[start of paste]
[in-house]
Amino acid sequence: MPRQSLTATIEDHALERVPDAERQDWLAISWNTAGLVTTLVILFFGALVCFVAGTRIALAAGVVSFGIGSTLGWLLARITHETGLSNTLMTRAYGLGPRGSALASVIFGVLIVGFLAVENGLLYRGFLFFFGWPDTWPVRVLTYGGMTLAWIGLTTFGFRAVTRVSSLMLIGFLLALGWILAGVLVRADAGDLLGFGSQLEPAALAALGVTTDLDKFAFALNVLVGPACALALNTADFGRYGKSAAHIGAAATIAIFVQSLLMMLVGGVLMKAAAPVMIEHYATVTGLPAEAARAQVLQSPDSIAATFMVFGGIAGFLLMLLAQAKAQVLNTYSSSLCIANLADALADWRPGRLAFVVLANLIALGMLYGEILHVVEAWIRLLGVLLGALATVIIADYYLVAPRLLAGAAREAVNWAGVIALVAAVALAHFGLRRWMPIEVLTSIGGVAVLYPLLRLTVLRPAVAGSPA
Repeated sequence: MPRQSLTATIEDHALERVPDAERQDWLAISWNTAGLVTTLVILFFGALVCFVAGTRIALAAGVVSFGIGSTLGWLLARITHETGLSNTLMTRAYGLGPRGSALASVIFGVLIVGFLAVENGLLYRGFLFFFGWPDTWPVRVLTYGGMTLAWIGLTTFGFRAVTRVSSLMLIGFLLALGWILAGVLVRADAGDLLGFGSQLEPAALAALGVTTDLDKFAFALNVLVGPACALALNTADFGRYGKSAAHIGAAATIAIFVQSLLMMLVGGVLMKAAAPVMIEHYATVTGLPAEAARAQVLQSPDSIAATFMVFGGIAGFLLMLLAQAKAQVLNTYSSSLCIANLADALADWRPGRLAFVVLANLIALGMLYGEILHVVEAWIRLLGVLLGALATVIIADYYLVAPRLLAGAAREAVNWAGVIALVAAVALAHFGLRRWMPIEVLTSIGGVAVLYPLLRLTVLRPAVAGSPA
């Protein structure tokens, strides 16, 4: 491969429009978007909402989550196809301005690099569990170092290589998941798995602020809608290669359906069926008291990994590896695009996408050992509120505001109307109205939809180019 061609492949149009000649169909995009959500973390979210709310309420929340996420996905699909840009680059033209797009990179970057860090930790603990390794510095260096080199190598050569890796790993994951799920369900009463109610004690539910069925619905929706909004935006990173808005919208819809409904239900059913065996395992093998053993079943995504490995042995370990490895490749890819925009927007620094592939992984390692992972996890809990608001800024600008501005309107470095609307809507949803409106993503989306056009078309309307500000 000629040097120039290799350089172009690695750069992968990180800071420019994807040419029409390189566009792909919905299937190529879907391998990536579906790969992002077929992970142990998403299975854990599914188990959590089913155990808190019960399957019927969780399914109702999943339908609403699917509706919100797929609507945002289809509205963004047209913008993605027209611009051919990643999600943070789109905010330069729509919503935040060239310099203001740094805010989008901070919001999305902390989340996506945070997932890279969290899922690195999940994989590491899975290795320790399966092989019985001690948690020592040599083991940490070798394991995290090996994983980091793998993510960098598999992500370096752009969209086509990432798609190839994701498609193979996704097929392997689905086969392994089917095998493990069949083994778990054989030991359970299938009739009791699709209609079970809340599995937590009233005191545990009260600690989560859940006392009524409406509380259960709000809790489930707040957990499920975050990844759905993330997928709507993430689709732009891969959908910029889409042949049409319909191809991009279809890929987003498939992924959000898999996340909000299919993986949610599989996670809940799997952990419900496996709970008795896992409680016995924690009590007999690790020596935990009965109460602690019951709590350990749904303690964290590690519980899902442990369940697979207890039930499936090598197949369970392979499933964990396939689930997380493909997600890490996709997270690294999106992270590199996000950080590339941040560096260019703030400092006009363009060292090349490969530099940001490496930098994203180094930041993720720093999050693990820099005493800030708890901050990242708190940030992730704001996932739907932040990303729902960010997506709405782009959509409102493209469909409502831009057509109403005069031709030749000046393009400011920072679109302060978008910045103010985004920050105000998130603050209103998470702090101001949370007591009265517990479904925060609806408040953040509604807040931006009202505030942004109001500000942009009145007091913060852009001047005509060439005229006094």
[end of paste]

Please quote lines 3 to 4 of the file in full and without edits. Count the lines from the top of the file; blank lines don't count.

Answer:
Repeated sequence: MPRQSLTATIEDHALERVPDAERQDWLAISWNTAGLVTTLVILFFGALVCFVAGTRIALAAGVVSFGIGSTLGWLLARITHETGLSNTLMTRAYGLGPRGSALASVIFGVLIVGFLAVENGLLYRGFLFFFGWPDTWPVRVLTYGGMTLAWIGLTTFGFRAVTRVSSLMLIGFLLALGWILAGVLVRADAGDLLGFGSQLEPAALAALGVTTDLDKFAFALNVLVGPACALALNTADFGRYGKSAAHIGAAATIAIFVQSLLMMLVGGVLMKAAAPVMIEHYATVTGLPAEAARAQVLQSPDSIAATFMVFGGIAGFLLMLLAQAKAQVLNTYSSSLCIANLADALADWRPGRLAFVVLANLIALGMLYGEILHVVEAWIRLLGVLLGALATVIIADYYLVAPRLLAGAAREAVNWAGVIALVAAVALAHFGLRRWMPIEVLTSIGGVAVLYPLLRLTVLRPAVAGSPA
């Protein structure tokens, strides 16, 4: 491969429009978007909402989550196809301005690099569990170092290589998941798995602020809608290669359906069926008291990994590896695009996408050992509120505001109307109205939809180019 061609492949149009000649169909995009959500973390979210709310309420929340996420996905699909840009680059033209797009990179970057860090930790603990390794510095260096080199190598050569890796790993994951799920369900009463109610004690539910069925619905929706909004935006990173808005919208819809409904239900059913065996395992093998053993079943995504490995042995370990490895490749890819925009927007620094592939992984390692992972996890809990608001800024600008501005309107470095609307809507949803409106993503989306056009078309309307500000 000629040097120039290799350089172009690695750069992968990180800071420019994807040419029409390189566009792909919905299937190529879907391998990536579906790969992002077929992970142990998403299975854990599914188990959590089913155990808190019960399957019927969780399914109702999943339908609403699917509706919100797929609507945002289809509205963004047209913008993605027209611009051919990643999600943070789109905010330069729509919503935040060239310099203001740094805010989008901070919001999305902390989340996506945070997932890279969290899922690195999940994989590491899975290795320790399966092989019985001690948690020592040599083991940490070798394991995290090996994983980091793998993510960098598999992500370096752009969209086509990432798609190839994701498609193979996704097929392997689905086969392994089917095998493990069949083994778990054989030991359970299938009739009791699709209609079970809340599995937590009233005191545990009260600690989560859940006392009524409406509380259960709000809790489930707040957990499920975050990844759905993330997928709507993430689709732009891969959908910029889409042949049409319909191809991009279809890929987003498939992924959000898999996340909000299919993986949610599989996670809940799997952990419900496996709970008795896992409680016995924690009590007999690790020596935990009965109460602690019951709590350990749904303690964290590690519980899902442990369940697979207890039930499936090598197949369970392979499933964990396939689930997380493909997600890490996709997270690294999106992270590199996000950080590339941040560096260019703030400092006009363009060292090349490969530099940001490496930098994203180094930041993720720093999050693990820099005493800030708890901050990242708190940030992730704001996932739907932040990303729902960010997506709405782009959509409102493209469909409502831009057509109403005069031709030749000046393009400011920072679109302060978008910045103010985004920050105000998130603050209103998470702090101001949370007591009265517990479904925060609806408040953040509604807040931006009202505030942004109001500000942009009145007091913060852009001047005509060439005229006094």